Rekindle the Flame

My mom taught me how to knit a long time ago.  I rekindled the flame, after a long absence of knitting, when she brought me to a sheep farm festival in the summer of 2011.  It was soooooooo inspiring and comforting, I thought to myself, people really make a living doing this stuff?  The owner of Sheepstuff is originally from New Zealand, a place I’ve always dreamt of going and where sheep outnumber humans.  What is it about sheep that is so comforting?  Or fluffy stuff for that matter (i.e. kitty). Always, I’ve just been drawn to fluff and Sheepstuff rekindled the flame.  After many months, my mom and I revisited the farm and we got a personal one on one therapy session on what our ambitions are in life and that she doesn’t want to see me when I’m 40 “bored.” She’s right.  Maybe that’s why I was drawn back to the farm (except in this case curiosity didn’t kill the cat; it raised it from the dead.) Her textiles are superior, her passion, contagious.  She had found her life’s passion.

So where did that bring me?  I bought 5 skeins of her yarn, tried and tried again at knitting something worthy of selling myself, and believing in the light at the end of this tunnel.  The flame keeps me afloat.  It keeps me wondering and dreaming, in a time where many lose it.  Ms. Sheepstuff doesn’t do it for the money.  She does it because if she didn’t, she would lose it. So I will learn to accept the place where I rest.  The resting place of sitting in a chair knitting away at a pair of socks that may or may not sell.  And I brainstorm and talk it over what it is inside me that could make a viable income. Not that the income is the light but that it is possible to do something that brings out passion, hope, and truth.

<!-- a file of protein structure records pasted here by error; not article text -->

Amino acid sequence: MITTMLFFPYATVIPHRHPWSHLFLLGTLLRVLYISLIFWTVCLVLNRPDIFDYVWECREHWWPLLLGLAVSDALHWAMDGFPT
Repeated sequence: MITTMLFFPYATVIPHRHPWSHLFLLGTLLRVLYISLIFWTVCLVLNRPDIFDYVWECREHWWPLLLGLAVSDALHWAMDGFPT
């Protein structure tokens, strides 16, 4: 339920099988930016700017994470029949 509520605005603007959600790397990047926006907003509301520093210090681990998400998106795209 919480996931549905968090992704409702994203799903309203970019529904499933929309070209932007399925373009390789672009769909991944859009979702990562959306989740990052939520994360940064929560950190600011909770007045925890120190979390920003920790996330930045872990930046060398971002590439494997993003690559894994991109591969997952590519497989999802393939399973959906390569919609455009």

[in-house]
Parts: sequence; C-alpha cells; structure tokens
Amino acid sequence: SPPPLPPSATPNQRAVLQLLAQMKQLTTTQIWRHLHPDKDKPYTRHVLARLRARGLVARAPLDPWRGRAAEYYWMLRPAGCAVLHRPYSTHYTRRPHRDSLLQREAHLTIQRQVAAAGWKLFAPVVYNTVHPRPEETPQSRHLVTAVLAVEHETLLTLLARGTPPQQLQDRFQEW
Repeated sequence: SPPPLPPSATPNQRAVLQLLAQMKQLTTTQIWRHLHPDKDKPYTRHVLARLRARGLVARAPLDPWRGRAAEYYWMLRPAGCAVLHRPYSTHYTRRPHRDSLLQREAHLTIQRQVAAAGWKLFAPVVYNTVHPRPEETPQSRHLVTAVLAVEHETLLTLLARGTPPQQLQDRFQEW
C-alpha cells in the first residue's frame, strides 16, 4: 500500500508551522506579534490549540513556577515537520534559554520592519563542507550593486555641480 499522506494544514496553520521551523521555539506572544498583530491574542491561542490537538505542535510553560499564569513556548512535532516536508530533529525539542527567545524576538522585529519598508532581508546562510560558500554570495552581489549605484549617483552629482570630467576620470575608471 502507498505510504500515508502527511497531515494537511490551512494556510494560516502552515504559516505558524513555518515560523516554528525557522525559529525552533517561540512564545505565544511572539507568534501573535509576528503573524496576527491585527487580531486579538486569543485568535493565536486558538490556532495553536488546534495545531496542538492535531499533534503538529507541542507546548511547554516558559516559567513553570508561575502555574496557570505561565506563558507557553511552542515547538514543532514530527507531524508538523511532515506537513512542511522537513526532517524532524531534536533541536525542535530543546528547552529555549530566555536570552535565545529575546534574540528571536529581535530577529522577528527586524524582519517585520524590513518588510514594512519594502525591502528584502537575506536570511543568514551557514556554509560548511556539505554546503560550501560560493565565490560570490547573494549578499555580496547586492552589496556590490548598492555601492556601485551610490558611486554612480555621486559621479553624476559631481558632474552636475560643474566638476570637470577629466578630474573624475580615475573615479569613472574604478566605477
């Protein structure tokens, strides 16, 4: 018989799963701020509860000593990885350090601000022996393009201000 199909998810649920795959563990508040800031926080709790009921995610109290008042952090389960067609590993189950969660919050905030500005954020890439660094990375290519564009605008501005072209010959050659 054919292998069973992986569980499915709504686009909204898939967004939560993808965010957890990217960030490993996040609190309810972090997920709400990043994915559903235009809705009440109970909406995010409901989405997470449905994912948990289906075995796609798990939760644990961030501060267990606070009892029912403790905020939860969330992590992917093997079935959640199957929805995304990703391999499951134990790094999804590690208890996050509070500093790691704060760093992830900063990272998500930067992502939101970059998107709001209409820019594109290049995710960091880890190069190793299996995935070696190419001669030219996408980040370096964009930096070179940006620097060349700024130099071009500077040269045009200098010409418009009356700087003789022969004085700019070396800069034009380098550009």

Last night I went to a class at WCC in the Cottage Food Industry.  It rekindled a flame.  It made me think of my late grandmother again and how I would sell zucchini bread from one of her recipes at my mom’s tent sale.  There are others that can support you, if you let them, if you seek it out. 

What is your flame?  How can it be rekindled, held gently, protected from outside forces that tear away at the soul? I may not know what is ahead, but I do know that I cling, now, to the flame that brings me comfort and rest in a time of uncertainty.

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